TORONTO: An Egyptian father of six detained as a suspected terrorist for five years without charge or trial began his third quest for bail, with a former Canadian hostage in Iraq speaking out in his defense.
Lawyers for Mahmoud Jaballah argued Monday that even if he was considered dangerous, he should be released on stringent conditions. Paul Copeland referred to an extensive list of bail conditions imposed on Mohamed Harkat, another terrorism suspect ordered released in June.
Similar conditions could apply to Jaballah, Copeland told Federal Court.
I am willing to accept any conditions that will allow me to be close my children, Jaballah, 43, told Justice Carol Layden-Stevenson. They need their father to be with them.
Jaballah is contesting his designation as a national security risk based on evidence that he has not been allowed to see. He also maintains that if he is sent back to Egypt, he would be tortured or killed.
If my client is released from custody, it may be the last time in his life he gets to spend time with his family, said Copeland.
Christian peace activist James Loney, who spent four months as a hostage in Iraq before being freed by British special forces in March, showed up at the courthouse to express solidarity with Jaballah.
You cannot indefinitely deprive a person of their freedom on the pretext that they may be a threat, Loney, 41, said outside court.
Loney has pledged to put up $250 Canadian in cash and another $750 as part of a total $124,000 bond proposed by friends and family for Jaballah.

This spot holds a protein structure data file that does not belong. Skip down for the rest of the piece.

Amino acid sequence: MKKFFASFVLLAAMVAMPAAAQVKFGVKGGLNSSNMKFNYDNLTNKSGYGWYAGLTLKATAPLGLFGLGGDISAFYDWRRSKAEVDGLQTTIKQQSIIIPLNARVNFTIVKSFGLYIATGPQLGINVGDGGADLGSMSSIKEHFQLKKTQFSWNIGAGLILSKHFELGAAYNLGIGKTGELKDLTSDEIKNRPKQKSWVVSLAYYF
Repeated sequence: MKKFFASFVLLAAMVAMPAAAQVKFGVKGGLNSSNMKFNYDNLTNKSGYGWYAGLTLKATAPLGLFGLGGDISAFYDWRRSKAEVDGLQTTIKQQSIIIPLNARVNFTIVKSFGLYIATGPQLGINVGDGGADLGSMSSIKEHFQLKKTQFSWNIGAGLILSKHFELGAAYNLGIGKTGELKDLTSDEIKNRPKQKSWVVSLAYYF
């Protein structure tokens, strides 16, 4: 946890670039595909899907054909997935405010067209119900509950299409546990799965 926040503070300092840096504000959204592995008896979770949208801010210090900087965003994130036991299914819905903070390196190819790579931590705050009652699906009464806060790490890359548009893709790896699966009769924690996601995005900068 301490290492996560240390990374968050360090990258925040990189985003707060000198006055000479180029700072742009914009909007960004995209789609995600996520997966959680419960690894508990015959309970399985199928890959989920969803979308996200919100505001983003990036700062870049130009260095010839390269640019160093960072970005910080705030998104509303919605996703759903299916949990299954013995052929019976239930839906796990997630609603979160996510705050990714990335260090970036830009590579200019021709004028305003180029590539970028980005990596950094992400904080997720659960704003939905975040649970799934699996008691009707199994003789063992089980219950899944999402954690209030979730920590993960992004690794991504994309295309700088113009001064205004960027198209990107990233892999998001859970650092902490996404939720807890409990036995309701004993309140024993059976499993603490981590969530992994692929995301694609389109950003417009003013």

Loney said he was touched when Jaballah and two other suspected terrorists detained in Canada had written an open letter to his kidnappers, pleading for their safe release.
Jaballah, who testified via video link from his eastern Ontario detention facility, said he co-wrote the letter because he felt a kinship with Loney and the other hostages.
If they were Muslims who believed in Islam, they had no right to kidnap innocent people, Jaballah testified.
In cross-examination, prosecutor Donald MacIntosh said Jaballah s seven arrests in Egypt between 1981 and 1991, when he spent a total of more than 3 1/2 years in custody, showed he must have been a pretty important person. Jaballah, who has denied any links to terror groups, is one of five Arab Muslim men under arrest on so-called security certificates. Two of the men have been released on bail and the Supreme Court of Canada recently heard arguments condemning the detentions as unconstitutional.
Jaballah arrived in Canada in 1996 and worked as principal of an Islamic school he founded. He was arrested in August 2001 when Canadian authorities asserted he has ties to Al-Qaeda and was a member of the Egyptian terrorist group Al-Jihad. He was tortured in Egypt on several occasions for those alleged ties, but never charged or convicted of any crime.